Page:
6. I would say that my whole life for years has been a process of getting out of whack, and circling back around to prioritize what I want to be prioritizing! I think it’s pretty normal to have events pull you along for a while, and then realize that you’d really rather be pulling the events. It also doesn’t surprise me that you’re feeling the need to back off after such an intense working summer. I hope your schedule will include taking some weekend days completely off — no work, no side hustling, no enriching activities, just a completely chill Saturday with your family and maybe ordering a pizza.

    1. You read my mind, C! The whole Sabbath day idea is great on many levels. Tomorrow, we’re taking two of our daughters to the lake where we have camped over the years (but not this summer). It will be “completely off” time. I like your description of events pulling you vs. you deciding that it’s time to pull events. That’s where I’m at. And I want to make sure to pull them in the right direction. Thanks, and all the best to you as you “prioritize what you want to be prioritizing!”

  7. I’m considering committing to more early mornings. The last two weeks I had a few busy weeks of guest posting/travel/going into the office/all day sickness, but waking up early helped me maintain my sanity. The only problem with this is that I really like to sleep an awful lot.

    I’m still uncommitted to this early morning schedule and until I can get the commitment, it won’t happen.

    Maybe I’m a bit too young to comment, but I’m impressed by your age 20 thoughts. My thoughts were mostly drivel mixed with a bit of unsubstantial but pretentious ideas about the way the world ought to be.

    1. Hannah, I’m mortified by some of the things I wrote in my diary. I just found this bit about schedules rather remarkable given the fact I randomly read it right when I realized I needed to make some changes. The early morning thing is something I’m going to give a serious effort to. I’m talking 4:30. Like you, I need my sleep, so it will either mean an afternoon nap after work or a really early bed time – or both.

  8. For me, the best way to maintain the proper balance between everything in life (spending/saving, working/playing) is to “write” it down in some form or fashion. With spending/saving I have a comprehensive plan (maintained in an Excel workbook) that addresses every aspect of my finances. With working/playing, I use the calendar app on my phone to account for the when and with whom aspects of my daily planning.

  9. I have a problem diverting funds from whatever the main goal is. So I hate that $100 of otherwise useful money isn’t in savings but instead in the vacation fund. It’s somewhat true for the rest of our sub-accounts too.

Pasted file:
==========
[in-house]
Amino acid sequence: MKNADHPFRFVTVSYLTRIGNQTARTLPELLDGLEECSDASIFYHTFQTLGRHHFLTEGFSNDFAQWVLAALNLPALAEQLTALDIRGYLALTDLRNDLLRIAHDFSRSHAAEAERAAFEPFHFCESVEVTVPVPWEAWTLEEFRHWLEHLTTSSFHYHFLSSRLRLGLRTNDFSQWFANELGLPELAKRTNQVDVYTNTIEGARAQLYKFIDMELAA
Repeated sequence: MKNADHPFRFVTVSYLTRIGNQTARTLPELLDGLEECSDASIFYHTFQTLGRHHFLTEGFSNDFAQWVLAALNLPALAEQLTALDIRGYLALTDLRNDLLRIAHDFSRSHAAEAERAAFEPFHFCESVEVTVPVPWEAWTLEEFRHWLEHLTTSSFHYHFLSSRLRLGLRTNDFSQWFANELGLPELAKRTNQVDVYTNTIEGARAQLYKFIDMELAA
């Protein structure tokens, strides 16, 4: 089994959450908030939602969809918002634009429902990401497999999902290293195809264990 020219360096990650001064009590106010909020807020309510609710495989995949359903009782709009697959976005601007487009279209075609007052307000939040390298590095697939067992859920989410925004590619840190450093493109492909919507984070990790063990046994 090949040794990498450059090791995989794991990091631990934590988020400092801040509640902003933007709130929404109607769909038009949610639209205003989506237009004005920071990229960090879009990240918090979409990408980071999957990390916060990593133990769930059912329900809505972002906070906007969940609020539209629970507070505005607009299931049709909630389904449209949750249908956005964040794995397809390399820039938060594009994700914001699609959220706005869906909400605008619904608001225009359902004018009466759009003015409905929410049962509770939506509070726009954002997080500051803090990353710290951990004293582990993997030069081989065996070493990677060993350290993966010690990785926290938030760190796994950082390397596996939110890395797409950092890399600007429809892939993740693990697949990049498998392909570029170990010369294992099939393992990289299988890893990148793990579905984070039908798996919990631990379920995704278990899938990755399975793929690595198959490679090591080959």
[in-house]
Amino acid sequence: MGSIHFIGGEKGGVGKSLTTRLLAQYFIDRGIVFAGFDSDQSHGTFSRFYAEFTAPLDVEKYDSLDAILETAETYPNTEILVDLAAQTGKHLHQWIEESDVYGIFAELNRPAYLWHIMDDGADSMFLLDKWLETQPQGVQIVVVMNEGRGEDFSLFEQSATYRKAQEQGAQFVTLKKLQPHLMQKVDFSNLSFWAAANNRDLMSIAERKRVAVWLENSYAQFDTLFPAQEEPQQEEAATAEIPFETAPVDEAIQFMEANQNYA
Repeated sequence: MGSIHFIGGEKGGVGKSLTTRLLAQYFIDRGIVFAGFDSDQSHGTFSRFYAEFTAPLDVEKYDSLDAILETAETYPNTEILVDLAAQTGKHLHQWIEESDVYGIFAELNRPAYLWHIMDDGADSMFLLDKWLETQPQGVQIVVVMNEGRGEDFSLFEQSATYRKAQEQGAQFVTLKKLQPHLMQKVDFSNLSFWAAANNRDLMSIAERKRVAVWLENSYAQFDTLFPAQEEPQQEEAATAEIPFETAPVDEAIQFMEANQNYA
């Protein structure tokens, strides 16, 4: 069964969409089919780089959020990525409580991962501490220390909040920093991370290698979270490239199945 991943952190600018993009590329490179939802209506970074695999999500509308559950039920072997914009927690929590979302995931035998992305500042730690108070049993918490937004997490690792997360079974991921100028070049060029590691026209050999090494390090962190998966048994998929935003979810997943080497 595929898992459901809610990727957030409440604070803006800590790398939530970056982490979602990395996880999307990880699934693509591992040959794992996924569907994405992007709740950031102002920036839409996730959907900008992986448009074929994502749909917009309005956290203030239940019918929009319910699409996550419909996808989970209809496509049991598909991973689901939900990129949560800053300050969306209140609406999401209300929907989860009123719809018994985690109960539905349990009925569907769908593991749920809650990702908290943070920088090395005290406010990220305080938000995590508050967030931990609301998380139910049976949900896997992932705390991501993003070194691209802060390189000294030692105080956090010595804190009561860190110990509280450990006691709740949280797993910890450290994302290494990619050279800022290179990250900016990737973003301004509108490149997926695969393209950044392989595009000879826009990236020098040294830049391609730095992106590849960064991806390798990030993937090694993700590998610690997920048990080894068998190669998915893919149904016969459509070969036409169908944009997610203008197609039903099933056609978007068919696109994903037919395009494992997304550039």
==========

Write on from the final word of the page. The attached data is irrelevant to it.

Granted, when it’s time for FinCon/Tim to go up to Washington, I’m thankful the funds are set aside.

    As for schedules, I try to avoid them. I stress myself out if I try to have the day planned out too much. If I’m behind by an hour, I get frustrated.

    So instead I just set 1-2 goals for the day. Anything above that is gratifying. Of course, sometimes there are more goals than that, so I just set my expectations to get 1-2 done. As long as that happens, I’ve got to be content with the results.

    This approach has made me a lot less rigid and actually more productive. As a depressive, it’s not smart to overload myself with tasks. I start feeling the pressure and emotionally turtle. At that point, it’s a miracle if I get anything done that day.

    1. Thank you, Abigail. I think that the “1 or 2 goals” approach is a good one for me too. A highly detailed schedule is, to me at this point anyway, something that doesn’t seem realistic – and something that makes me feel overwhelmed.

      I hope that you enjoy FinCon. For the first time, I really considered going this year, but I won’t be as it turns out. Perhaps it’s time for me to start up a “vacation fund” for FinCon ’16. All the best!

  10. I like the introspection! There are some things where it doesnt make sense to compromise.

    For me, financial fitness only ocurrs when you have everything in balance. It’s not about knowing how stuff works; it’s about DOING stuff that works. Going to extremes is easy – but finding that balance (saving, spending and giving properly) is what is hard. But without it, we’re not financially fit.

    Now with that being said, there are times when extremes are needed. But its only temporary. Debt elimination is one of those times. Thanks for posting and reminding me of that balance between “good” and “good-for-me”!

    1. Thanks Luke. “Going to extremes is easy” – so true. It takes less self control to be extreme than it does to be balanced. The thing about debt elimination is that it can take a looooong time. Although “temporary”, it still requires a balance that leans towards extreme – and I personally find it hard to strike.

Leave a comment

Your email address will not be published. Required fields are marked *